Ryan Cowling looks forward to The King Power Wheelchair Rugby Quad Nations

Ryan Cowling

Ryan Cowling - Credit: Archant

Nigel Powlson talks to Ryan Cowling, Derbyshire’s Team GB wheelchair rugby player who will be taking to the field of play this month close to home...

Team launch for the 2019 Kingpower Wheelchair Rugby Quad Nations

Team launch for the 2019 Kingpower Wheelchair Rugby Quad Nations - Credit: Archant

So brutal is wheelchair rugby that it has often been called ‘murderball’ – which means that it’s not for the faint-hearted. There is nothing easy about this sport and if you want to get to the top, then you need to be fully committed to a tough training regime, day-in, day-out.

The rewards for the elite though are a chance to represent your country in the Paralympics and top tournaments around the world and that’s what drives Derbyshire’s Ryan Cowling to want to be one of the very best.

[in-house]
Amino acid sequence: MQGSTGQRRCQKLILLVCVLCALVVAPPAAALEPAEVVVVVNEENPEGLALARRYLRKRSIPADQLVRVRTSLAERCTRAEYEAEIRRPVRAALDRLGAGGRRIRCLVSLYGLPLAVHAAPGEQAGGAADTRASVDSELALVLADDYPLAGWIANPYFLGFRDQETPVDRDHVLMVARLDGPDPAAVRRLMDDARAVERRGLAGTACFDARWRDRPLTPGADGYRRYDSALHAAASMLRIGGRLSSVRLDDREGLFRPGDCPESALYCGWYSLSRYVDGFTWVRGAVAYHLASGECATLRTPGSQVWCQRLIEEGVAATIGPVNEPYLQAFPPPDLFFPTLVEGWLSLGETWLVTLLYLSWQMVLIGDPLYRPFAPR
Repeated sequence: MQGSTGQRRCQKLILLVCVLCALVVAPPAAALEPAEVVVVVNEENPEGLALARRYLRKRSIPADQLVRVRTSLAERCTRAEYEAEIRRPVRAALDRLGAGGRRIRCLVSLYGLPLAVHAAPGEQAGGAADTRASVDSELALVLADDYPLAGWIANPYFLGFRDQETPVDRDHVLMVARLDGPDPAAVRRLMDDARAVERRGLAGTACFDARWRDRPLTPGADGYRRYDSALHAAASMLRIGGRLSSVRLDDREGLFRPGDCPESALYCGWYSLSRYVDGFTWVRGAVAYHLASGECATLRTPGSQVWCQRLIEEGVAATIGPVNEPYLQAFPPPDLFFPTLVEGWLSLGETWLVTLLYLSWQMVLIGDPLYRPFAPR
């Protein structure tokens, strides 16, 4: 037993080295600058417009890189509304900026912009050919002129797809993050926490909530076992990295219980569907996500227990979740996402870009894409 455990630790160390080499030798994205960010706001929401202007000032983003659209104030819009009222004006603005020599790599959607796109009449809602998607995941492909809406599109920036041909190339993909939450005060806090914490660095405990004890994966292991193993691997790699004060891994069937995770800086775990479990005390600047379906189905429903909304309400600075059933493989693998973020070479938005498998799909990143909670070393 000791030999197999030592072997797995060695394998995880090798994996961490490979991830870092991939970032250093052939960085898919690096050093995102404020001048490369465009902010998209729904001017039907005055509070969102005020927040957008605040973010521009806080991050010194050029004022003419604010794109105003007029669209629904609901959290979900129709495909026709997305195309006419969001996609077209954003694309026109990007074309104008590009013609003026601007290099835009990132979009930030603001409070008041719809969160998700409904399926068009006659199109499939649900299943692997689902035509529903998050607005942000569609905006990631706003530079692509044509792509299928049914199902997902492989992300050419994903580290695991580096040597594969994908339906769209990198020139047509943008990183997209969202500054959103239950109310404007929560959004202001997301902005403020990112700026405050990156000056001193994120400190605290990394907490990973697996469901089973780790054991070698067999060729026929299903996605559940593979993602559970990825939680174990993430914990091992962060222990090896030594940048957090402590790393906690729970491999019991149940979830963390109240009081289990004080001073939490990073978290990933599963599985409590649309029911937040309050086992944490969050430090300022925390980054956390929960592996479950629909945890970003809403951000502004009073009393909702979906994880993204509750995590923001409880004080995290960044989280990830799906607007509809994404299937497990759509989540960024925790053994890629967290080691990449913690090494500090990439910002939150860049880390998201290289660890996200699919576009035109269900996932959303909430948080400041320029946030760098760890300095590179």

The 43-year-old from Matlock is a former serviceman who took up the sport relatively late in life but has already been part of Team GB at the Rio Paralympics. This March he will be playing against Japan, Canada and France at an event in Leicester furthering his international career in a sport he originally only took up to ‘lose a few pounds’.

He said: ‘I had done some recreational scuba diving but hadn’t really done any sport for a long time but in 2010 a friend was involved in setting up a club and he asked me to come along.

Team launch for the 2019 Kingpower Wheelchair Rugby Quad Nations

Team launch for the 2019 Kingpower Wheelchair Rugby Quad Nations - Credit: Archant

‘I had come to the conclusion at that point that I needed to be a bit more active and lose a little bit of weight. After 15 years in a wheelchair, not doing a great deal of sport, I had piled on the pounds. That was the initial reason for starting but, after a couple of years, I actually got quite good at it.